Written byChris Bing
One of President-elect Donald Trump’s top technology policy advisers, Rep. Marsha Blackburn recently proposed a radical solution to the societal problem that we now know as “fake news.” While Blackburn’s idea has garnered increased attention since she promoted the plan on CNN, lawyers tell CyberScoop that such a move would be laden with technical challenges and legal issues.
Blackburn, R-Tenn., believes that internet service providers, like Comcast and Verizon, should be responsible for scrubbing the internet of fake “news.” In principle, the strategy is strange in that it bypasses the role of social networks — where much of this content is shared. In the wake of these comments, a cloud of uncertainty looms over one of America’s most powerful industries.
“If anyone is putting fake news out there the ISPs have the obligation to in some way get that off the Web. And maybe it is time for these information systems to look to have some type of news editor that is doing some vetting on that — whether it is the Russians, the Chinese, the Iranians or whomever. You do not want that out there because it is fake news,” Blackburn told CNN’s Wolf Blitzer in a televised interview.
Top ISPs are hesitant to take a position on Blackburn’s proposal even while such a policy would undoubtedly transform the way they have and continue to do business.
Existing laws like the Digital Millennium Copyright Act and Communication Decency Act suggest that ISPs should not be held liable for content published by third party sources, said Boston College professor Richard Spinello, an author of scholarly papers and books focused on internet law and ethics.
CyberScoop reached out to seven of the United States’ largest ISPs for comment. After weeks of calling and emailing spokespeople for Comcast, AT&T, Frontier, Charter, Cox and CenturyLink, only Verizon responded to the inquiry, merely declining to comment. Multiple law firms also declined to comment, including Holland & Knight and Venable LLP, two powerful corporate law firms based in Washington, D.C.
Blackburn’s communications director Stefanie Wheeler and legislative director Charles Flint did not respond to multiple emails for clarification and/or comment.
In the two weeks since Blackburn’s appearance on CNN, her comments have gained new weight as recent rumors imply that the Tennessee lawmaker is in the running to lead the Federal Communications Commission under a Trump administration.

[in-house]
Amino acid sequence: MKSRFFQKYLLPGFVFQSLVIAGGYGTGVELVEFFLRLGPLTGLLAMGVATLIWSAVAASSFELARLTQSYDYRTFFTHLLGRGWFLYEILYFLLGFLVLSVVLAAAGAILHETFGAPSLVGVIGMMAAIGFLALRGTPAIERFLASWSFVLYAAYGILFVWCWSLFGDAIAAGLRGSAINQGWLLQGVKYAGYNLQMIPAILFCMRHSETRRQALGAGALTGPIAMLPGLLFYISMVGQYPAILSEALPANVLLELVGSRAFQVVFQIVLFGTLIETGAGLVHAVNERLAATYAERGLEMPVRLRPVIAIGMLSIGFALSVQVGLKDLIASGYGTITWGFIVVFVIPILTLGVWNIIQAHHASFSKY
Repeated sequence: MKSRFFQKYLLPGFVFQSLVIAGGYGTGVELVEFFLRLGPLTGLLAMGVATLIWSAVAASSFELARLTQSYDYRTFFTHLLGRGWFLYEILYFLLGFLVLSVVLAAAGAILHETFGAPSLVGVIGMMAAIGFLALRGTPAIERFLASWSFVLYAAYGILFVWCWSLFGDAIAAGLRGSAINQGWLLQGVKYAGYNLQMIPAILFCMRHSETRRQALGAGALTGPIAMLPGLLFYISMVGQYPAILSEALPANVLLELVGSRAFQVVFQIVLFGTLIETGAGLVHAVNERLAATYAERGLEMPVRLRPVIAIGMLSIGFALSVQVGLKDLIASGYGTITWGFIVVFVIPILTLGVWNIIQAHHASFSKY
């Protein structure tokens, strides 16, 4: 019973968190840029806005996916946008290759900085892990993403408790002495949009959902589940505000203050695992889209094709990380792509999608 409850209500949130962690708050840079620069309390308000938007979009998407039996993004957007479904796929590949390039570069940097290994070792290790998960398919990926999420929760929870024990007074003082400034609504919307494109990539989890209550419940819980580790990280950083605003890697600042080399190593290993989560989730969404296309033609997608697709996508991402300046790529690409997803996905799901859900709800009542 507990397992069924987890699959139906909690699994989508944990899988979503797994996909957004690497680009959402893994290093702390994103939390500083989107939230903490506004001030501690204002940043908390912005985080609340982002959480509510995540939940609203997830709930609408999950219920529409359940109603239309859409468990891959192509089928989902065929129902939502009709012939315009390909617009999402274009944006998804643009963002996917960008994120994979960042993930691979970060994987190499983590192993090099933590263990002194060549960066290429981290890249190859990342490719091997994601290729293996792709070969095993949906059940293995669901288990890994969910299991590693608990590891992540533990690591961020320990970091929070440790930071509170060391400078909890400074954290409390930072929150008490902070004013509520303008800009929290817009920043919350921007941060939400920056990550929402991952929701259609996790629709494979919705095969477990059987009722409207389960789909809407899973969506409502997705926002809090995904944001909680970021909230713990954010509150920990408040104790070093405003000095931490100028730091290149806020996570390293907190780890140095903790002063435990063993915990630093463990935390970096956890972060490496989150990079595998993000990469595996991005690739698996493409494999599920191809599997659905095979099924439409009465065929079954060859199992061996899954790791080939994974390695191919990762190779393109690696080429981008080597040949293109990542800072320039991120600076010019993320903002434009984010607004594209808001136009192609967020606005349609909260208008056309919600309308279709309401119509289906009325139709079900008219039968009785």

In an age where connectivity is king, the FCC holds immense influence in its ability to regulate interstate and international communications over radio, television, wire, satellite and cable.
“This proposal, you know, it could turn into a slippery slope really quickly,” said Cooley LLP special counsel Randy Sabett, vice chair of the firm’s privacy and data protection practice. “From a technical perspective, and I come at this after spending time at the NSA as a cryptographer, I don’t see how this could be done on a consistently accurate basis. It would be fair to say you’d quickly get into First amendment problems … I mean, what happens if they get it wrong?”
Sabett, like others, declined to speculate on how Blackburn’s proposal might be reviewed in a court of law.
Spinello, similar to Sabett, found issue with the plan from a technical angle. “It would be very difficult to build something that would do what she is asking for. To do it at scale. I am not sure it is possible. Legally, I don’t know. I think the DCA would protect the ISPs.
“We’re talking about something with no precedent. But beyond that, I think ultimately we as a public need to be less gullible. Honestly, who believes this [fake news] garbage? ‘The Pope endorses Donald Trump?’ Popes don’t endorse political candidates. Really? How can anyone believe something like that?”
According to a new survey conducted by Ipsos Public Affairs, fake news headlines fool most American adults.
Nearly 75 percent of the surveyed 3,015 American adults who were familiar with a fake news headline viewed the story as accurate. Per BuzzFeed, the “survey is the first large-scale public opinion research study into the fake news phenomenon.